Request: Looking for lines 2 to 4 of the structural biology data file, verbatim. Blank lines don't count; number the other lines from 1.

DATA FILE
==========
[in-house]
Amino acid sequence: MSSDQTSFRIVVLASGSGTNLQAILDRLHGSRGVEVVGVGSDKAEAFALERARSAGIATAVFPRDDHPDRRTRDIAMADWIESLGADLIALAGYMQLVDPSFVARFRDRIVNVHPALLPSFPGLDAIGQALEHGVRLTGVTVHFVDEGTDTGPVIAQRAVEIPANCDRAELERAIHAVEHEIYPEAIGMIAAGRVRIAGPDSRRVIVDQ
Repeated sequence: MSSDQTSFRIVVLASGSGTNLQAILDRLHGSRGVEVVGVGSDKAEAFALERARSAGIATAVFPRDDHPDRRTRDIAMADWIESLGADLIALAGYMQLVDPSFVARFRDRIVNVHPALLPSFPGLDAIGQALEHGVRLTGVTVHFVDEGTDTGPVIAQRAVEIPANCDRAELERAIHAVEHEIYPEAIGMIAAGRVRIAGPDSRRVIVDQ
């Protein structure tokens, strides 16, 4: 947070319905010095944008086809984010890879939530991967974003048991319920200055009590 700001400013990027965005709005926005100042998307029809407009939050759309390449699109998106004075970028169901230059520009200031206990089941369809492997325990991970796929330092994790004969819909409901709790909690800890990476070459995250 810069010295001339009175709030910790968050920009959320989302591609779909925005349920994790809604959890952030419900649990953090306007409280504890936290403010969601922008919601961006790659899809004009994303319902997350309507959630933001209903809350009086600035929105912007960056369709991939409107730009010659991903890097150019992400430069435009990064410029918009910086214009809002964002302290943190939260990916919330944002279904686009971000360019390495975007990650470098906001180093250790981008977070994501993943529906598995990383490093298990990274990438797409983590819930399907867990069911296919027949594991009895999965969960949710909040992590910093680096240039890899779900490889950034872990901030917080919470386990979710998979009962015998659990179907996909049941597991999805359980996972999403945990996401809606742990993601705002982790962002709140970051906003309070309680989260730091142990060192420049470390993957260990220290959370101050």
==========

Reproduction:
Amino acid sequence: MSSDQTSFRIVVLASGSGTNLQAILDRLHGSRGVEVVGVGSDKAEAFALERARSAGIATAVFPRDDHPDRRTRDIAMADWIESLGADLIALAGYMQLVDPSFVARFRDRIVNVHPALLPSFPGLDAIGQALEHGVRLTGVTVHFVDEGTDTGPVIAQRAVEIPANCDRAELERAIHAVEHEIYPEAIGMIAAGRVRIAGPDSRRVIVDQ
Repeated sequence: MSSDQTSFRIVVLASGSGTNLQAILDRLHGSRGVEVVGVGSDKAEAFALERARSAGIATAVFPRDDHPDRRTRDIAMADWIESLGADLIALAGYMQLVDPSFVARFRDRIVNVHPALLPSFPGLDAIGQALEHGVRLTGVTVHFVDEGTDTGPVIAQRAVEIPANCDRAELERAIHAVEHEIYPEAIGMIAAGRVRIAGPDSRRVIVDQ
């Protein structure tokens, strides 16, 4: 947070319905010095944008086809984010890879939530991967974003048991319920200055009590 700001400013990027965005709005926005100042998307029809407009939050759309390449699109998106004075970028169901230059520009200031206990089941369809492997325990991970796929330092994790004969819909409901709790909690800890990476070459995250 810069010295001339009175709030910790968050920009959320989302591609779909925005349920994790809604959890952030419900649990953090306007409280504890936290403010969601922008919601961006790659899809004009994303319902997350309507959630933001209903809350009086600035929105912007960056369709991939409107730009010659991903890097150019992400430069435009990064410029918009910086214009809002964002302290943190939260990916919330944002279904686009971000360019390495975007990650470098906001180093250790981008977070994501993943529906598995990383490093298990990274990438797409983590819930399907867990069911296919027949594991009895999965969960949710909040992590910093680096240039890899779900490889950034872990901030917080919470386990979710998979009962015998659990179907996909049941597991999805359980996972999403945990996401809606742990993601705002982790962002709140970051906003309070309680989260730091142990060192420049470390993957260990220290959370101050």